Hidden Powers of Kindness — Morning Devotions – Hope 103.2

Hidden Powers of Kindness — Morning Devotions

By Chris WittsMonday 8 Jul 2019Morning Devotions with Chris Witts

Listen: Chris Witts presents Morning Devotions.

It seems that kindness is in short supply in our world. Often an act of kindness is just what people need and it doesn’t have to be a big deal. A kind person is loving, and giving out of the goodness of their heart.

Being helpful and kind doesn’t seem to have the appeal it once did. Instead, it can often be seen as a form of weakness and having a personality which exudes warmth and kindness can even be a turn-off.

Kindness emerges from someone who’s confident, compassionate and comfortable with themselves. A kind person is loving and giving out of the goodness of their heart. We like being around these people. But are we losing the willingness to be kind? It seems so. Why? Probably because we’re too busy and self-absorbed and less tolerant than we used to be—and that’s a shame.

Someone made up a list of whether or not you’re a kind person. You are kind if:

  1. You go the extra mile to help people
  2. You are forgiving
  3. You treat everyone the same
  4. You’re not scared of admitting you’re wrong
  5. You stand up to bullies
  6. You make sure everyone gets heard
  7. You are polite
  8. You listen to others
  9. You don’t do it for show
  10. You treat people less powerful than you with respect
  11. You are the change you want to see in the world

I think it’s quite a good and accurate list. Most of us would agree that Mother Teresa was a kind person. She once said, “I alone can’t change the world, but I can cast a stone across the water to create many ripples”. And that’s a good definition of kindness—love and compassion in action.

What Is Kindness?

So what is kindness? Kindness is a behaviour marked by ethical characteristics, a pleasant disposition, and a concern for others. Kindness is the quality of being friendly, generous and considerate. It is known as a virtue. A virtue is a standard, it is a discipline and a moral excellence. It is a strong word—not weak. Saint Basil wrote:

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A tree is known by its fruit; a man by his deeds. A good deed is never lost; he who sows courtesy reaps friendship, and he who plants kindness gathers love.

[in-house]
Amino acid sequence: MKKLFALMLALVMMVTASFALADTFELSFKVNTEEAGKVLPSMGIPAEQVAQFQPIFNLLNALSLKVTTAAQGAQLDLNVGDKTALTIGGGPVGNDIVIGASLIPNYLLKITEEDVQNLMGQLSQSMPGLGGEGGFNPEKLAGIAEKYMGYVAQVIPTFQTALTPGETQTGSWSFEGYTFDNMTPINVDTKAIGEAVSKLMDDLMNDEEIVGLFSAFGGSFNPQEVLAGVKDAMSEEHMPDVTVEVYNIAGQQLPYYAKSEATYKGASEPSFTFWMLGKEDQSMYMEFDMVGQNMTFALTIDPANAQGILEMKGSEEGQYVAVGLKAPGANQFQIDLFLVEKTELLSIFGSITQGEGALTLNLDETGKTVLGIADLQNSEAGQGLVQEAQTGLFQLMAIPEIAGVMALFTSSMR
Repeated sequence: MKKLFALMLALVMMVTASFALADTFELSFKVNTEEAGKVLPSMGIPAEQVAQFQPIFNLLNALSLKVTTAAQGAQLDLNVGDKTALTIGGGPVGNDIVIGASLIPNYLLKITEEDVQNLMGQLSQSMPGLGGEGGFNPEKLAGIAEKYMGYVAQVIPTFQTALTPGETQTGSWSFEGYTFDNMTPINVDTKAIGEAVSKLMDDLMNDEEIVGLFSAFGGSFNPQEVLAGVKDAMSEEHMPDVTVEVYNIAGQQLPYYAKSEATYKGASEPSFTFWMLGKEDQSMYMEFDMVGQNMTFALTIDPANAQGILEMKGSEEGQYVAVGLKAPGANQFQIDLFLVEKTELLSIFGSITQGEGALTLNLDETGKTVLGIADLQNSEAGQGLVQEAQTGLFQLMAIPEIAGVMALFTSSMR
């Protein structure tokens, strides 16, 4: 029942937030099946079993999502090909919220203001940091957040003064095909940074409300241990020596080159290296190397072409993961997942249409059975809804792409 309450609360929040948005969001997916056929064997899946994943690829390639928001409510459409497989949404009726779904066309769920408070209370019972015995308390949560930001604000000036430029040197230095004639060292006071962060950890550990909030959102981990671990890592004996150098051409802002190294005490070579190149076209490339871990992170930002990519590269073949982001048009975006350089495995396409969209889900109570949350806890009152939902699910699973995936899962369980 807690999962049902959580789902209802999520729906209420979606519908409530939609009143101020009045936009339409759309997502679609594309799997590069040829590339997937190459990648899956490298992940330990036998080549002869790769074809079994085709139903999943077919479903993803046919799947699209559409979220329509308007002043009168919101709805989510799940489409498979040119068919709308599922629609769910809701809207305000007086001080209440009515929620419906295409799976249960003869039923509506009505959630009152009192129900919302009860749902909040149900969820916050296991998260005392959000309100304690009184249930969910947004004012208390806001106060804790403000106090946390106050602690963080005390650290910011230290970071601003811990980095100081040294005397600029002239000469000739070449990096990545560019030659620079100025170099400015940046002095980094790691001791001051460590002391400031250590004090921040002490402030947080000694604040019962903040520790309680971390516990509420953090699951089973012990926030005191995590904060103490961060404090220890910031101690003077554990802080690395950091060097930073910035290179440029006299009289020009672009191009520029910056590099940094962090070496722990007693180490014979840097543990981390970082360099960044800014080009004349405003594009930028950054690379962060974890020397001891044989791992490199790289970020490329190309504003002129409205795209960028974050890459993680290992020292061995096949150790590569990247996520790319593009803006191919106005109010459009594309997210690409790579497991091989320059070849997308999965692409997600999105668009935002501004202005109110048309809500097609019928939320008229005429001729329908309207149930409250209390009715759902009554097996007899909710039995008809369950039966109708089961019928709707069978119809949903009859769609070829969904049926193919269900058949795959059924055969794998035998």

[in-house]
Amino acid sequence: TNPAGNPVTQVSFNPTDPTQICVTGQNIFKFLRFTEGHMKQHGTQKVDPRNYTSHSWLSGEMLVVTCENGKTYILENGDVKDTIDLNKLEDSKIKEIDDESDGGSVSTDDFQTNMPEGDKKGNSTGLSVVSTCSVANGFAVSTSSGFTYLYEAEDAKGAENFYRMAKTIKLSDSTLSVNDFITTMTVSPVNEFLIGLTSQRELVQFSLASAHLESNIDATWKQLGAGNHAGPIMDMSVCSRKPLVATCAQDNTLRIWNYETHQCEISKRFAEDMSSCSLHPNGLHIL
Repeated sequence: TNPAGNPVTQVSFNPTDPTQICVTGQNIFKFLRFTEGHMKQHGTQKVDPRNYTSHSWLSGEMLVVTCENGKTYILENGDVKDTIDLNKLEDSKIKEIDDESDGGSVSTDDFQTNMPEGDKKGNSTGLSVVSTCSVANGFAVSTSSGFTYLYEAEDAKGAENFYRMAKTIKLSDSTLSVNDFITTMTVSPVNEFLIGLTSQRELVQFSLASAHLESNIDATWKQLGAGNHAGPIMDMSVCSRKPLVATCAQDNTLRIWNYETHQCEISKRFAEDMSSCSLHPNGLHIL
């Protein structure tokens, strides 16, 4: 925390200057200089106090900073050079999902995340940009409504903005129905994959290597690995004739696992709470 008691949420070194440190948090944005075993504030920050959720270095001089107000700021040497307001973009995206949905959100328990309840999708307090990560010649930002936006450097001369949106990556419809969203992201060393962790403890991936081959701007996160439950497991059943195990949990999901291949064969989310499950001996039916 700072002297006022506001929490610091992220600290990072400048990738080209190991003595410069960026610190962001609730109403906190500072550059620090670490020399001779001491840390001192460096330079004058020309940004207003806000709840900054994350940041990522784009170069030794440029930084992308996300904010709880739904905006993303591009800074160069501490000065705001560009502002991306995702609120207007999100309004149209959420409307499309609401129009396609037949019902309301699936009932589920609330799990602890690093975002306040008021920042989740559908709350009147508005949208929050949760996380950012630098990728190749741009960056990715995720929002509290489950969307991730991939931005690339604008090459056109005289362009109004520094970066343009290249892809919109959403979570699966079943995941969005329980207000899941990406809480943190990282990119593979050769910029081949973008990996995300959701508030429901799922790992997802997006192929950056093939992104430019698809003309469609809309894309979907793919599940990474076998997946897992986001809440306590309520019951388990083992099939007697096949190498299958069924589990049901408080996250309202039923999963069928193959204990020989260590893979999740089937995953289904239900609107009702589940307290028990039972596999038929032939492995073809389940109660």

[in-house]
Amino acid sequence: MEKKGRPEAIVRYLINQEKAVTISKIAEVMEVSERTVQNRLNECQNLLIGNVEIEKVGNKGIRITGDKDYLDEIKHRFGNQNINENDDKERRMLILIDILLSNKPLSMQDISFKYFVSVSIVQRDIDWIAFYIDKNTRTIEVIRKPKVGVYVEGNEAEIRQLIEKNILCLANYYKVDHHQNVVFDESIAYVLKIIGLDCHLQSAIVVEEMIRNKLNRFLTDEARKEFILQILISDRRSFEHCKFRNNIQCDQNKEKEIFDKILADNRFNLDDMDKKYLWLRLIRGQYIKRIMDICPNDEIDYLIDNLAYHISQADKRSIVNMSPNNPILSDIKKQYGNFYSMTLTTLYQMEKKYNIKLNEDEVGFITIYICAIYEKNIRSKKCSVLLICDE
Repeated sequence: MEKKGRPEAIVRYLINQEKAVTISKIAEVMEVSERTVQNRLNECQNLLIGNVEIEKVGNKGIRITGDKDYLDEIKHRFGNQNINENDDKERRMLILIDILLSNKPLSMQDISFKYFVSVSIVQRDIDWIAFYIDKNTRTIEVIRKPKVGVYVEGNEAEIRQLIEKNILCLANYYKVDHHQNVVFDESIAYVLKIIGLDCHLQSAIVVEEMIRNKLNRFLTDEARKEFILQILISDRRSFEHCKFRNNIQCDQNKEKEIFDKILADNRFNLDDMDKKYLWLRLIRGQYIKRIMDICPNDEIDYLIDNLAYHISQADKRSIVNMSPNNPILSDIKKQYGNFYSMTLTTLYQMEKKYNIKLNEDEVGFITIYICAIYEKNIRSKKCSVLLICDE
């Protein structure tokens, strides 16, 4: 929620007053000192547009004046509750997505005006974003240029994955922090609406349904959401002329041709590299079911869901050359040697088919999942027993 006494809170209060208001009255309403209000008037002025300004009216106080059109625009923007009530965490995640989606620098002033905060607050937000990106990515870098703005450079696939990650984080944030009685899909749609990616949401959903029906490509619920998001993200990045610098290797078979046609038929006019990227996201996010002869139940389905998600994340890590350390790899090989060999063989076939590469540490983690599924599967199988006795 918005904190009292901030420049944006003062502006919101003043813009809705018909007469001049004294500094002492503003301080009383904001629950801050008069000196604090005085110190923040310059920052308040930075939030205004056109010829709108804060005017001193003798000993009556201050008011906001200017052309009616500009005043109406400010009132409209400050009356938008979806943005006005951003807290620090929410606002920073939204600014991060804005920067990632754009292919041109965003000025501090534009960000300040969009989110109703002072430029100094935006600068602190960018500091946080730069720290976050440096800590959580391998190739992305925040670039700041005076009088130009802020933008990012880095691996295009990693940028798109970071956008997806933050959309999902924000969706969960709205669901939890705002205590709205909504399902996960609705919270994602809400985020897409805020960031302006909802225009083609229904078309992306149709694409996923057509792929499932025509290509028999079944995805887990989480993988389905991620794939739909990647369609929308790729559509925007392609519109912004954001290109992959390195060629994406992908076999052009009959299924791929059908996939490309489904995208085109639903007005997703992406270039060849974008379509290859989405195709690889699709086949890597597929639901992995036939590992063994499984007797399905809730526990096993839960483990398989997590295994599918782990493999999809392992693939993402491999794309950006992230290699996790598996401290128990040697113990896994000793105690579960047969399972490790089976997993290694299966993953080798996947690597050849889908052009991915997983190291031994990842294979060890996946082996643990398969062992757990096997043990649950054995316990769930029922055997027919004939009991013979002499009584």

We can all practise kindness. It does not cost any money but it may take some time and energy. It may require thoughtfulness, to smile, to visit, to comfort or to offer encouragement or show friendliness—it can be done every day in thousands of different ways.

We also need to be kind to ourselves. Especially the hurt and broken parts of ourselves. The unlovely parts of us. Kindness brings healing when we can accept our faults, our mistakes our hurts. When we are kind enough to recognise that we have all had hard times and we have all made bad choices.

Be kind to yourself by taking breaks, resting, recharging, doing things that you enjoy. Mark Twain once said: “Kindness is a language that the deaf can hear and the blind can see.” It is more than being nice and agreeable. It is a quality of one’s being, not just a matter of a person’s behaviour! This makes it a personal virtue and not just an action or a personal gift that is given to someone.

Kindness Can Save Lives

It’s not an exaggeration to say that an act of kindness can save a life. I read of the true story of a young man, named Mark, who was trying to negotiate his way home one day with his arms full of paraphernalia he had just taken from his high-school locker. The inevitable happened. He tripped. Suddenly his precious cargo was no longer in his arms but scattered on the sidewalk.

A Good Samaritan bystander, a student from the same high-school, stopped and helped his distraught neighbour. A small act of kindness, undramatic and unpretentious. A conversation ensued and, before very long, a friendship developed. When the time was ripe, Mark explained to his new friend that the reason he cleaned out his locker was because he did not want to leave a mess behind for someone else.

He had saved up enough of his mother’s sleeping pills to put himself to sleep permanently. He was going home to kill himself when an act of unexpected kindness gave his plans and his life a new direction. Yes—kindness, truly, can save lives.

By being kind we can make the world a happier place. The Bible says, “Love your neighbour as yourself”. Are you unkind to yourself? I don’t think so. When you are kind you put others above yourself—and that is a divine act of love. One writer said,

Never underestimate the power of your actions. With one small gesture you can change a person’s life. For better or for worse. God puts us all in each other’s lives to impact one another in some way. Look for God in others.

The New Testament, God’s Word says, “Be kind to each other, tender-hearted, forgiving one another, just as God has forgiven you because you belong to Christ” (Ephesians 4:32). Paul said to the Christians in Rome, “Love each other with brotherly affection and take delight in honouring each other” (Romans 12:10).

It has been said, “Friends are angels who lift us to our feet when our wings have trouble remembering how to fly.” Why not show the delivering power of kindness to someone today?

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